Shortly ago, iOS 5 Beta 4 was released to Apple developers. Those who have installed it are probably wondering how easy it will be to jailbreak the new system. It turns out you can do it the same way you’d do with all previous builds of iOS 5, using the just released version of Redsn0w.
Redsn0w for iOS 5 has received a minor update to make it compatible with iOS 5 Beta 4. The iPhone Dev Team, which authored this tweak, points out that this build, much like iOS 5 itself, is in beta form and should only be used by developers to test apps in the new iOS.
It should also be noted that if you jailbreak your device on iOS 5, you wont get OTA updates from Apple, as explained by MuscleNerd of iPhone Dev-Team:
The 5.0b4 OTA update won’t work on JB devices due to an explicit check of /Applications..almost like a present from Apple
NOTE: It appears that by design, the OTA update that became available starting with iOS 5 beta4 will *not* be automatically applied to jailbroken devices. That’s a relief to those who don’t want to lose their jailbreak via OTA pushes. If you’re jailbroken, you’ll need to use the standard iTunes method to get to iOS 5 beta4.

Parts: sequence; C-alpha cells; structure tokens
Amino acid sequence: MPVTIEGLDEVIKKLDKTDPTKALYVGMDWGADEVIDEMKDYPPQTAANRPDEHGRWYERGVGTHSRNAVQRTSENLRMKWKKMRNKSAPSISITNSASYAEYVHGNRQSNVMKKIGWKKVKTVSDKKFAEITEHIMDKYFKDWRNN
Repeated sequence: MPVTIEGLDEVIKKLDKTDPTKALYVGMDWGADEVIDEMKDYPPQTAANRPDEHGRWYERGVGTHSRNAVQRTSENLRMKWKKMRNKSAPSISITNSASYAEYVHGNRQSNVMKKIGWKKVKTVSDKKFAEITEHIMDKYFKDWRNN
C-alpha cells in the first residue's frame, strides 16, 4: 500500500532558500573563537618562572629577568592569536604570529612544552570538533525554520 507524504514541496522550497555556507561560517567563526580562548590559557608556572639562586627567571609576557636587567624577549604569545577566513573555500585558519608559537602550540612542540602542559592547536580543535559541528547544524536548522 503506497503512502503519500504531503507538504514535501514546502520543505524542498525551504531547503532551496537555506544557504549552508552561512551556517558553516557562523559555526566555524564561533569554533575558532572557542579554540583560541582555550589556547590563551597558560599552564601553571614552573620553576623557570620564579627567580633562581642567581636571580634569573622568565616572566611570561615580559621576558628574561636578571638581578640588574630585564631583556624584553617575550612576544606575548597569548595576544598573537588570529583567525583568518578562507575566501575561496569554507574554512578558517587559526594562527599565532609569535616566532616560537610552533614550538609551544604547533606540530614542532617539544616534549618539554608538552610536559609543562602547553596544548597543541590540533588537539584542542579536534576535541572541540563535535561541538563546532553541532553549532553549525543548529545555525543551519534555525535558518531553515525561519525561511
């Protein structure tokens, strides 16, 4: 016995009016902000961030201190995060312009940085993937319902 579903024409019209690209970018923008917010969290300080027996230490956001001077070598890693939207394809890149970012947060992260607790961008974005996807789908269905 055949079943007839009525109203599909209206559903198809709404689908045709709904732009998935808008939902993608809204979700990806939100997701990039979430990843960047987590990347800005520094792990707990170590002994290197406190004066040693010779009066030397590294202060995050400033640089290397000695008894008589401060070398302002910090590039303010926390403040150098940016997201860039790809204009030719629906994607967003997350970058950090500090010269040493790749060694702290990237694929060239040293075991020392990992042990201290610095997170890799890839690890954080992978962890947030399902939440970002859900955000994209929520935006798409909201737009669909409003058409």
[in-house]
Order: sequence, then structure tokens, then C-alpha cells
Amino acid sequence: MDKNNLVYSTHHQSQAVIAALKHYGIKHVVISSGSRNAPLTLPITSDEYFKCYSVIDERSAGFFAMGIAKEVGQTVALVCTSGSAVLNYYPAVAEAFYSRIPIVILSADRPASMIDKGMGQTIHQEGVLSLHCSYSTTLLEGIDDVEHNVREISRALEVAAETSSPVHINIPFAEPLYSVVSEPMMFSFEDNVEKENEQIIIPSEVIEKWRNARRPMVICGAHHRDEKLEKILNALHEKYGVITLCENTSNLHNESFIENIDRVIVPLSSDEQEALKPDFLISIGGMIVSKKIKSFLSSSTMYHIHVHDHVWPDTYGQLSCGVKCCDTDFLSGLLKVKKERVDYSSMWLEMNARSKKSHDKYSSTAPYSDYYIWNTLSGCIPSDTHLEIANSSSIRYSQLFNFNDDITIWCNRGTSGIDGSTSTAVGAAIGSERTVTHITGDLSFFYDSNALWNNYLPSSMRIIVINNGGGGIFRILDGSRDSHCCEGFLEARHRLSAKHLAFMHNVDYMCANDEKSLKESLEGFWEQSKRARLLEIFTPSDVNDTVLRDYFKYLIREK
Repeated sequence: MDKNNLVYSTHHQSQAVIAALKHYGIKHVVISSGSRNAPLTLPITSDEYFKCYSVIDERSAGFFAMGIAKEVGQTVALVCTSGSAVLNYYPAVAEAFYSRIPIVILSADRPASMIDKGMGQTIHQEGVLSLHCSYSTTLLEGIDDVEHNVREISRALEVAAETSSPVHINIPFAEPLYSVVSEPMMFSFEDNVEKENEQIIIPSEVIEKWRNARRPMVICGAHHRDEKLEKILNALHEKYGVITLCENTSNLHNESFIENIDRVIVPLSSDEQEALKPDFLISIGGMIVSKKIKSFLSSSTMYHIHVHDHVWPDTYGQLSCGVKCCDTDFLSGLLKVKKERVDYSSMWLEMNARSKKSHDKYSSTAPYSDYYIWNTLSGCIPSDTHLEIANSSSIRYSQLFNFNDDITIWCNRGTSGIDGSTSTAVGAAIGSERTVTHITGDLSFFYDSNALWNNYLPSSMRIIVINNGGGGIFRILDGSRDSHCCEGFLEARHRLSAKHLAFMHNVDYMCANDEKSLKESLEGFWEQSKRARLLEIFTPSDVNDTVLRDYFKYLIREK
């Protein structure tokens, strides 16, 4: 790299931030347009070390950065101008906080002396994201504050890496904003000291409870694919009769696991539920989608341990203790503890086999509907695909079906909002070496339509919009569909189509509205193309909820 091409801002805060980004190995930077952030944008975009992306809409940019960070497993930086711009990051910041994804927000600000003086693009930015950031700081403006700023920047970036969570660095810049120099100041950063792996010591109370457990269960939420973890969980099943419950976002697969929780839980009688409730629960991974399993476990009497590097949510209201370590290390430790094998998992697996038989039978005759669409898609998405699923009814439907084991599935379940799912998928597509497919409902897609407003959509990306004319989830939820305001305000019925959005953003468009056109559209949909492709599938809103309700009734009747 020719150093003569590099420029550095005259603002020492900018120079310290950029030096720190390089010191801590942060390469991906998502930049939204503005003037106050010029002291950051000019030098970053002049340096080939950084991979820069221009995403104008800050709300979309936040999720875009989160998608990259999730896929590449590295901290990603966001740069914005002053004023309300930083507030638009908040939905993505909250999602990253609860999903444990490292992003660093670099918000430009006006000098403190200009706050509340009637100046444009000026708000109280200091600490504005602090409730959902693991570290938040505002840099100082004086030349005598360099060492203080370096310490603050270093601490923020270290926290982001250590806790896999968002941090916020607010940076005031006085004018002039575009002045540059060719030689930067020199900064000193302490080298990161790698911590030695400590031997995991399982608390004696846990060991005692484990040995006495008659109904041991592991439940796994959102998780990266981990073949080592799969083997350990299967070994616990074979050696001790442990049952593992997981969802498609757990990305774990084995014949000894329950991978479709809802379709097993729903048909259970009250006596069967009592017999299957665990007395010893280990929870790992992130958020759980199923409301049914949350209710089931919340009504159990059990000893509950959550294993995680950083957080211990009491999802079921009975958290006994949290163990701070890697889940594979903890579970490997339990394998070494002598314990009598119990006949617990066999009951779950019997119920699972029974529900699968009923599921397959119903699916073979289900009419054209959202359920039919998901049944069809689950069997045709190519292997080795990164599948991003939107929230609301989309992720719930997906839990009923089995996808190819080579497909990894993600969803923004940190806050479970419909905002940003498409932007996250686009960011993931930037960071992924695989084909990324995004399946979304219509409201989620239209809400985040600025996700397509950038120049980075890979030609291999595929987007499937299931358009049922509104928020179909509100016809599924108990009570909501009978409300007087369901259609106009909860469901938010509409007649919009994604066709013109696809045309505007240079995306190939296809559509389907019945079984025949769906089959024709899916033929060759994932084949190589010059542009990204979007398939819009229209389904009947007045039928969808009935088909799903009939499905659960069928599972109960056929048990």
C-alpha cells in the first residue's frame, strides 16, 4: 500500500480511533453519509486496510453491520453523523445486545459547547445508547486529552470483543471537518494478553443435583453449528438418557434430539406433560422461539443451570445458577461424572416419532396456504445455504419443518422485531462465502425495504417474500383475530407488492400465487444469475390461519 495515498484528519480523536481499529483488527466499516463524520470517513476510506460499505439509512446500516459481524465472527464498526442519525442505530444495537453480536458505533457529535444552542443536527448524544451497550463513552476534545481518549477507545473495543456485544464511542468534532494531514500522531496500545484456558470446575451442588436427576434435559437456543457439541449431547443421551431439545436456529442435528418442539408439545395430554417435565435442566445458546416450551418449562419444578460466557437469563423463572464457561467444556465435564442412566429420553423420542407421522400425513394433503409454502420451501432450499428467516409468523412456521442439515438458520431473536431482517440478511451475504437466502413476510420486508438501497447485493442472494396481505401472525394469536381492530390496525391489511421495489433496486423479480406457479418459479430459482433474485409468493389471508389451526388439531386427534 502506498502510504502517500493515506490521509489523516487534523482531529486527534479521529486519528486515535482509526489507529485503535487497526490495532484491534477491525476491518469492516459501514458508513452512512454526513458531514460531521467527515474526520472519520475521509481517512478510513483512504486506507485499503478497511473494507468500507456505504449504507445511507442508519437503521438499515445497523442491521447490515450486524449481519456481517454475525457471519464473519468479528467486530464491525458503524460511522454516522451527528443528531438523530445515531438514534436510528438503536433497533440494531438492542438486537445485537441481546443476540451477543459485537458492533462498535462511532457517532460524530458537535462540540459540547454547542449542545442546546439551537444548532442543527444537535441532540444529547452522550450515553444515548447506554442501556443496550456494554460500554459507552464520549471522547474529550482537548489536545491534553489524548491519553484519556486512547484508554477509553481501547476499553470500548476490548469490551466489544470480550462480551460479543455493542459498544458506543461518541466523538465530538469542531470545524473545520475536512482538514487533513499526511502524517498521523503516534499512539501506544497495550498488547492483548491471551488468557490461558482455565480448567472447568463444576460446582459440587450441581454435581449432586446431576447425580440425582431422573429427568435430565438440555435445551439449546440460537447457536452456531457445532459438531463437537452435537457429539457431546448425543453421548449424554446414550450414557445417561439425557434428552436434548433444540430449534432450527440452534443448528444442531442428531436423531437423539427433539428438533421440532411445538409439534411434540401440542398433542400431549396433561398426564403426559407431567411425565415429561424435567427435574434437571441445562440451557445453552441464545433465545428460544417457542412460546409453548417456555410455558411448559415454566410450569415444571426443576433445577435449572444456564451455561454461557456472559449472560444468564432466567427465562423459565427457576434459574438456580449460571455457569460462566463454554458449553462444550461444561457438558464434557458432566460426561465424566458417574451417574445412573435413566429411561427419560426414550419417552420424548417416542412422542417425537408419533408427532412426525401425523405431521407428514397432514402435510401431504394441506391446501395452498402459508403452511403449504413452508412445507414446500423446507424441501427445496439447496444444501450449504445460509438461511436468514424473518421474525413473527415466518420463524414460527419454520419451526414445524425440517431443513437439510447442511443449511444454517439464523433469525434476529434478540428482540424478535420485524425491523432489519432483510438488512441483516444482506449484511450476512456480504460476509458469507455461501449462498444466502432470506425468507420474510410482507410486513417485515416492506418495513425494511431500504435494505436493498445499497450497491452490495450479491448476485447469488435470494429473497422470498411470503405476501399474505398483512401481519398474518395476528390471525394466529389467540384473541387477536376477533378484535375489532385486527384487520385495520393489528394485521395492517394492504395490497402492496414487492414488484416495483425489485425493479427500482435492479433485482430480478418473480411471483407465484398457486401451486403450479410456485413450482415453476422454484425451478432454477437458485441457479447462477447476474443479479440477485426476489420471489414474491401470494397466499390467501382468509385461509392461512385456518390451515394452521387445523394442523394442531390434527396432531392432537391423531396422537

Redsn0w is fairly easy to install and use, since the program itself provides concise instructions on all the manual steps that need to be followed. While that may be true, it’s recommended that you have basic knowledge on basic iOS maintenance tasks, including restoring and entering DFU mode, in order to proceed. Also, remember that jailbreaking your device will void your warranty. You can follow the full tutorial here.
This is a tethered jailbreak, which means that the device will have to be plugged into the computer whenever it’s powered on, in order to be booted into a jailbroken state. It wouldn’t be worth for developers to work on an untethered method at this point, definitely not anytime before the final version of iOS finally ships.
iOS 5 is the major release of Apple’s mobile operating system that runs on iPhones, iPod touches and iPads. The new iOS includes many features, some of them long-awaited by the iOS community, including a revamped and less intrusive notification system, enhancements to Mobile Safari, especially on the iPad, and system-wide Twitter integration. It was first unveiled at this year’s WWDC, which stands for Worldwide Developer Conference, with the first beta coming out on the same day, followed by several other builds over the last few weeks.
In order to get iOS 5 legally, users should be registered Apple developers. Anyone is eligible to get a developer registration for $99 per year, which will give members access to all future beta builds of iOS, along with developer-oriented documentation and tools. Registrations can be purchased from Apple’s developer website.